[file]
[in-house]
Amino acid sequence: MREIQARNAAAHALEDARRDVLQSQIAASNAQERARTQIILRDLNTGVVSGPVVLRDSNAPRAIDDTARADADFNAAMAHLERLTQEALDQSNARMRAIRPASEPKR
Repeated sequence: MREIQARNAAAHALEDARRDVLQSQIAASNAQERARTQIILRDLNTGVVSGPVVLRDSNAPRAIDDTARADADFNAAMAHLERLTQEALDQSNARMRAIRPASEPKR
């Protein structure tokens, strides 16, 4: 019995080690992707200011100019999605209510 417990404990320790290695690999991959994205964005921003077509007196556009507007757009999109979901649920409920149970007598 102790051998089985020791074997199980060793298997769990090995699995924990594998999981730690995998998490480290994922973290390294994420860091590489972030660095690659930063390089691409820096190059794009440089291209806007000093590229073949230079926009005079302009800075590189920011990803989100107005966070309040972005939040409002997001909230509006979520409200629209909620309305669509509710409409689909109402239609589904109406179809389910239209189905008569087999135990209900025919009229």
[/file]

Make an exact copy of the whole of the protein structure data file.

[in-house]
Amino acid sequence: MREIQARNAAAHALEDARRDVLQSQIAASNAQERARTQIILRDLNTGVVSGPVVLRDSNAPRAIDDTARADADFNAAMAHLERLTQEALDQSNARMRAIRPASEPKR
Repeated sequence: MREIQARNAAAHALEDARRDVLQSQIAASNAQERARTQIILRDLNTGVVSGPVVLRDSNAPRAIDDTARADADFNAAMAHLERLTQEALDQSNARMRAIRPASEPKR
């Protein structure tokens, strides 16, 4: 019995080690992707200011100019999605209510 417990404990320790290695690999991959994205964005921003077509007196556009507007757009999109979901649920409920149970007598 102790051998089985020791074997199980060793298997769990090995699995924990594998999981730690995998998490480290994922973290390294994420860091590489972030660095690659930063390089691409820096190059794009440089291209806007000093590229073949230079926009005079302009800075590189920011990803989100107005966070309040972005939040409002997001909230509006979520409200629209909620309305669509509710409409689909109402239609589904109406179809389910239209189905008569087999135990209900025919009229």